This time, I will introduce a perfect place for going out in a kimono.
The location is Tokyo’s Yanagibashi. Just a 5-minute walk from Asakusabashi, it was once a lively geisha district. Nowadays, it’s a place lined with wholesalers, and artisans and salarymen crowd the area.
In such a location, there exists the Lucite Gallery/Cafe that I will introduce this time.
A shop perfect for going out in a kimono! Lucite Gallery / Lucite Cafe
Lucite is a colorless transparent synthetic resin developed in the 1930s in America. It is colorless and transparent, and can be dyed in various colors. The name was chosen because the gallery hosts various exhibitions, allowing for a range of colors to be displayed, which is fitting for the gallery.
The mansion surrounded by walls suddenly appears as you walk along the Sumida River.
Upon entering the shop, you find yourself in a different space
It has an unmistakable presence that even amateurs can recognize. As you quietly pass through the gate, sliding doors appear.
As you quietly pass through the gate, sliding doors appear.
Both a gallery and a cafe, which would you like to use? Answering the inviting question from the pleasant shop attendant, you head upstairs.
After climbing a slightly steep staircase, you arrive at a spacious cafe space where time flows slowly.
Meals can be chosen from matcha sets and cake sets
This time, I ordered the limited-time matcha and Japanese sweets set (1,000 yen).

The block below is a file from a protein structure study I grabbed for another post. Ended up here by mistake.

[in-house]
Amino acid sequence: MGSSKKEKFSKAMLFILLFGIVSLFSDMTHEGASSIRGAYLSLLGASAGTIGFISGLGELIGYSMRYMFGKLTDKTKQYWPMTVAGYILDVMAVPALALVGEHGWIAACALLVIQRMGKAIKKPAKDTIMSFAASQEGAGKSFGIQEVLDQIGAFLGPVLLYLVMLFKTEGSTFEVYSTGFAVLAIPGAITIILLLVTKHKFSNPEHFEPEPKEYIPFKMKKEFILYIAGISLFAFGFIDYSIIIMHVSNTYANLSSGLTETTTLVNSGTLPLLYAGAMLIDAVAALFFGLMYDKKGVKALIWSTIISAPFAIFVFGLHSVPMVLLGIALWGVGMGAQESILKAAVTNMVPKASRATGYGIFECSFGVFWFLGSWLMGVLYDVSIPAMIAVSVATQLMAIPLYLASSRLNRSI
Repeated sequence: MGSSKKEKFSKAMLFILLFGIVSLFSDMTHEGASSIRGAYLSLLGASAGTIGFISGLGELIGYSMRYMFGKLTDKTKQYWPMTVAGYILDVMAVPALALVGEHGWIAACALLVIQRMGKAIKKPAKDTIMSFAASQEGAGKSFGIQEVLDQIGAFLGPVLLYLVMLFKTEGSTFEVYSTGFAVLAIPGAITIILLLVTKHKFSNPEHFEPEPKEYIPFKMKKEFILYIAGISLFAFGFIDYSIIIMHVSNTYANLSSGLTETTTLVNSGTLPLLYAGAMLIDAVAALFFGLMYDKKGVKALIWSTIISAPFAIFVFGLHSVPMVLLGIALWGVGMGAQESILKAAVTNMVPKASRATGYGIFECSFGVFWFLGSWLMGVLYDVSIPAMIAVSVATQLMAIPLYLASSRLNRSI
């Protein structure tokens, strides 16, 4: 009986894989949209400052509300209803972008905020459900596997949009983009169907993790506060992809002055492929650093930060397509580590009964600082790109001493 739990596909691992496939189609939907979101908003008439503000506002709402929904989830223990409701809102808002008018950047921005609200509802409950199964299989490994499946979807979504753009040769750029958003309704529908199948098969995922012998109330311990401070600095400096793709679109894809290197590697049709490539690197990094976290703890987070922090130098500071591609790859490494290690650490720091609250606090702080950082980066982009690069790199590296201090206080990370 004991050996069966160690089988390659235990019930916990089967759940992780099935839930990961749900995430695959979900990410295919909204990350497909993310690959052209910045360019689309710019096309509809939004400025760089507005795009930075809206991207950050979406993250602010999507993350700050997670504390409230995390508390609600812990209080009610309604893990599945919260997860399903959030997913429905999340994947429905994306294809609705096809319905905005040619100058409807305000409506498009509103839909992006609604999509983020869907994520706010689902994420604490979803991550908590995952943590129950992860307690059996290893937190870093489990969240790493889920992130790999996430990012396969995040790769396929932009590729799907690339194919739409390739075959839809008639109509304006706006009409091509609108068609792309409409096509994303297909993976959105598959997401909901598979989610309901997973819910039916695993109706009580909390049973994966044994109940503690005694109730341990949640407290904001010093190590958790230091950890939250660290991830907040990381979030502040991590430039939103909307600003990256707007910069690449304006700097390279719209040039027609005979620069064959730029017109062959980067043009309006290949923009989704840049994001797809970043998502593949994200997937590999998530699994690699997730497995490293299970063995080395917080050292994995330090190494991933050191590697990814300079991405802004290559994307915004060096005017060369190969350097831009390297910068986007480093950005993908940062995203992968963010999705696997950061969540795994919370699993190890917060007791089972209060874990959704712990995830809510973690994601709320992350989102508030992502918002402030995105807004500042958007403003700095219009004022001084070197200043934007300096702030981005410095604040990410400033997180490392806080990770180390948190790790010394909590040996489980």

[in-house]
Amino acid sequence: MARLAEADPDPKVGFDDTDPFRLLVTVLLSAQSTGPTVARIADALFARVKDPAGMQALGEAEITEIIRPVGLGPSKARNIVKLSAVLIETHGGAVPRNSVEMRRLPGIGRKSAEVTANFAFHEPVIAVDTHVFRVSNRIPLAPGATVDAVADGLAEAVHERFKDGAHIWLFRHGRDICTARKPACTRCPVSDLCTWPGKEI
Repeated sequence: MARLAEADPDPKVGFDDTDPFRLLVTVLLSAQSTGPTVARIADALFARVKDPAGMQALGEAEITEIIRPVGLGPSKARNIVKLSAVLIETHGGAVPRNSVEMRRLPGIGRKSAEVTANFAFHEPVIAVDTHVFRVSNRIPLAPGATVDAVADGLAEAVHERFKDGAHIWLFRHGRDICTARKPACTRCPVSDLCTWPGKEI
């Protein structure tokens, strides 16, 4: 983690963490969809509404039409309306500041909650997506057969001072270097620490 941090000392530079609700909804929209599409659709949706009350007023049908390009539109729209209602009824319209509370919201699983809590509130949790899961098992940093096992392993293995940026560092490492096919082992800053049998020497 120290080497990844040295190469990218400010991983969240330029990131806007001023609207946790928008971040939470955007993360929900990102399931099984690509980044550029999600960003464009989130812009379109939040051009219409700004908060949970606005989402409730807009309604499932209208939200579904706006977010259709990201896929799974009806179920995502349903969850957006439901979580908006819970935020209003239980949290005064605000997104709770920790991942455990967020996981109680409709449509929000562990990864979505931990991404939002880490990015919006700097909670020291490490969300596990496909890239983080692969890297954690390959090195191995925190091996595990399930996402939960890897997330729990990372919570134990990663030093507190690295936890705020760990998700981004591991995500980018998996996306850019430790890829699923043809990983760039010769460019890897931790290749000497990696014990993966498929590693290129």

The gently sweet and smoothly melting nerikiri are said to be sourced from a famous local shop. I savor them in harmony with warm matcha.
This is a place where you forget about time, a place where there are no time constraints and where freedom and nature are one, a place where you can return to the time when everything felt natural.
Lucite Gallery was originally the residence of Ichimaru-san, a geisha and singer who was active in the Showa period. I wonder what kind of person Ichimaru-san, who had this place all to herself, was.
Geisha singers of that time were professionals who sang while being geishas or even while recording records. Ichimaru-san was a stoic woman who remained single throughout her life, and she had a strong core. The amber-colored floor that feels the passage of time seems to echo with footsteps from that era.
Stepping onto the terrace, a luxurious space unfolds with a view of the Sumida River. As I watch the clouds drift slowly and the orange hue takes over, I feel the faint scent of the tide and a slight rise in my body temperature as occasional boats pass by. I savor the pleasant breeze.
In the evening, it becomes a bar, and there are also events like tea ceremony classes.
In the evening, it transforms into a bar. Enjoying a drink while gazing at the night view, it’s a drink that makes you forget the everyday.
Kimono, the Sumida River, and alcohol. I wonder if Ichimaru-san also contemplated life while looking at this scenery.
Immersing oneself in the atmosphere of the Showa era, it’s a space where you can experience something out of the ordinary.
Once you have the chance to wear a kimono, why not visit a place like this? Lucite Gallery holds solo exhibitions in the first-floor gallery and offers tea ceremony classes, flower-throwing classes, and more for lessons.
As it has irregular hours on holidays, please check the website for operating days.
1-28-8 Yanagibashi, Taito-ku, Tokyo, 111-0052, Japan